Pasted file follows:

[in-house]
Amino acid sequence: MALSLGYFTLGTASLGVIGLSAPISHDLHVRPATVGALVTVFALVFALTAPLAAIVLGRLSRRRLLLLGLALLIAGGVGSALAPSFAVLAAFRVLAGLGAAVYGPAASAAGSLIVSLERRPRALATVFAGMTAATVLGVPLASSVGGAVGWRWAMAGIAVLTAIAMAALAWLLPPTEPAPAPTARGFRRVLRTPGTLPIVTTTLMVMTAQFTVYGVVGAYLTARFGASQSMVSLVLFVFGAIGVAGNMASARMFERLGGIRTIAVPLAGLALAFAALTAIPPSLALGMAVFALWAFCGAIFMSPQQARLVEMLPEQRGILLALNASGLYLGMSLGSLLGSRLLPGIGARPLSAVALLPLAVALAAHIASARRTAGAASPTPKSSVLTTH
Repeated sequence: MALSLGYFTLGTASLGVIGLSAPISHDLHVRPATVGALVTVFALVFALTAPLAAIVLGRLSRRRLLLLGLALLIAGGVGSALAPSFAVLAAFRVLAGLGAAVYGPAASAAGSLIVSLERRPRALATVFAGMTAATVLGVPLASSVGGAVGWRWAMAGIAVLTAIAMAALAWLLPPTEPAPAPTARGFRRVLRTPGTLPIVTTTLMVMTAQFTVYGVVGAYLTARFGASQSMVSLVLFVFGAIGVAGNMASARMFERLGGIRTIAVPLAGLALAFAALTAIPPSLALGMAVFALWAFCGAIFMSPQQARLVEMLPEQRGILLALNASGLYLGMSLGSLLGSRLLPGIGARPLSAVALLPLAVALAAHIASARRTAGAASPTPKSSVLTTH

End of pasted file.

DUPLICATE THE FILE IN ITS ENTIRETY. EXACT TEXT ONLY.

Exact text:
[in-house]
Amino acid sequence: MALSLGYFTLGTASLGVIGLSAPISHDLHVRPATVGALVTVFALVFALTAPLAAIVLGRLSRRRLLLLGLALLIAGGVGSALAPSFAVLAAFRVLAGLGAAVYGPAASAAGSLIVSLERRPRALATVFAGMTAATVLGVPLASSVGGAVGWRWAMAGIAVLTAIAMAALAWLLPPTEPAPAPTARGFRRVLRTPGTLPIVTTTLMVMTAQFTVYGVVGAYLTARFGASQSMVSLVLFVFGAIGVAGNMASARMFERLGGIRTIAVPLAGLALAFAALTAIPPSLALGMAVFALWAFCGAIFMSPQQARLVEMLPEQRGILLALNASGLYLGMSLGSLLGSRLLPGIGARPLSAVALLPLAVALAAHIASARRTAGAASPTPKSSVLTTH
Repeated sequence: MALSLGYFTLGTASLGVIGLSAPISHDLHVRPATVGALVTVFALVFALTAPLAAIVLGRLSRRRLLLLGLALLIAGGVGSALAPSFAVLAAFRVLAGLGAAVYGPAASAAGSLIVSLERRPRALATVFAGMTAATVLGVPLASSVGGAVGWRWAMAGIAVLTAIAMAALAWLLPPTEPAPAPTARGFRRVLRTPGTLPIVTTTLMVMTAQFTVYGVVGAYLTARFGASQSMVSLVLFVFGAIGVAGNMASARMFERLGGIRTIAVPLAGLALAFAALTAIPPSLALGMAVFALWAFCGAIFMSPQQARLVEMLPEQRGILLALNASGLYLGMSLGSLLGSRLLPGIGARPLSAVALLPLAVALAAHIASARRTAGAASPTPKSSVLTTH